g.       Configure the new login as below




h.      So far we created a SQL Server use login. We’ll use this user login when we want to connect to the remote server from our own machine.

i.         Open Microsoft Excel on your own machine

j.        Select “From SQL Server” from the ribbon


k.       Enter the remote server name. Click “Use the following User Name and Password” then click Next


l.         Select the database from the dropdown list. Then select the table you need to create the report on and click next then click finish on the next page.

m.    Now you can create the report on your own Excel pointing to a remote server on the client’s network.

·         To connect to the remote Analysis Services instance from your own Excel:

a.       Open “Control Panel” and click on “User Accounts” to try to create a new “Local” user account. Obviously, you don’t have access rights to create a “Domain” account.

b.      If you couldn’t create a “Local” user through the “User Accounts” UI, then open CMD as administrator. Type the below command, put a particular user name and password as you want and press enter:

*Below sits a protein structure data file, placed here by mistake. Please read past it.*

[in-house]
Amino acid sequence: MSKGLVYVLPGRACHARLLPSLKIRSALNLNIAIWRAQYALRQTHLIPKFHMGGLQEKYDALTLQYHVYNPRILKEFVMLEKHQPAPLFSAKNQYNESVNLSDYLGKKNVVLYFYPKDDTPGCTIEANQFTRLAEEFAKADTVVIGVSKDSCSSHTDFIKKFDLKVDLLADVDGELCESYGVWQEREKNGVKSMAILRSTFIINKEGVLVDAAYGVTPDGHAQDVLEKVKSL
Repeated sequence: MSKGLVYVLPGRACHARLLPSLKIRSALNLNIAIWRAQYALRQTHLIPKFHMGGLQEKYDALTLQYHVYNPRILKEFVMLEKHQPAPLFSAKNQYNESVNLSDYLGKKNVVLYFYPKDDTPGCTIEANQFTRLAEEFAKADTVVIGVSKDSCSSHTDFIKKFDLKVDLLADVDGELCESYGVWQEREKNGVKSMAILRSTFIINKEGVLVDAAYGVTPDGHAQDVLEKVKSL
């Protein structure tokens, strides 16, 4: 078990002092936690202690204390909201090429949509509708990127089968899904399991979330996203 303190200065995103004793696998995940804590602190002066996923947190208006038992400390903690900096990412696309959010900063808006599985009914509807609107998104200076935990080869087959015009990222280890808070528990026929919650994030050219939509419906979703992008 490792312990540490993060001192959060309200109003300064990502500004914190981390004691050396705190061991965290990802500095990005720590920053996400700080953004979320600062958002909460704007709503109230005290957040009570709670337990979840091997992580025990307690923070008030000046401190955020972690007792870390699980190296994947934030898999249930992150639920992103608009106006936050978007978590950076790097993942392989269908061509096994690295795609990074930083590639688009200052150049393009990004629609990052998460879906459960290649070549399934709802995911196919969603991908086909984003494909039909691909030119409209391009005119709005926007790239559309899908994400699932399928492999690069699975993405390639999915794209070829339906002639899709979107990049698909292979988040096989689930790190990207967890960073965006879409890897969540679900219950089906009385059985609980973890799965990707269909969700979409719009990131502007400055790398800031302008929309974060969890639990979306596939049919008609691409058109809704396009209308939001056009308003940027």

c.       After pressing enter, if CMD says “The command completed successfully.” then you’re good to go.


d.      The above command creates a new user account with the password you typed on the local machine. The user access level for the new user would be “Standard user”. You can check this from “User Accounts” in Control Panel.


e.      If CMD says “Access is denied.” then you need to contact the client’s system admin asking for create a local user with “Standard user” level of access. You’ll need this user to be mapped on an SSAS role accessing the OLAP database that you’re going to create the report on top of it.

f.        Open SSMS and connect to the corresponding Analysis Services instance and expand “Databases”, expand the corresponding OLAP database and right click on the “Role” and click “New Role”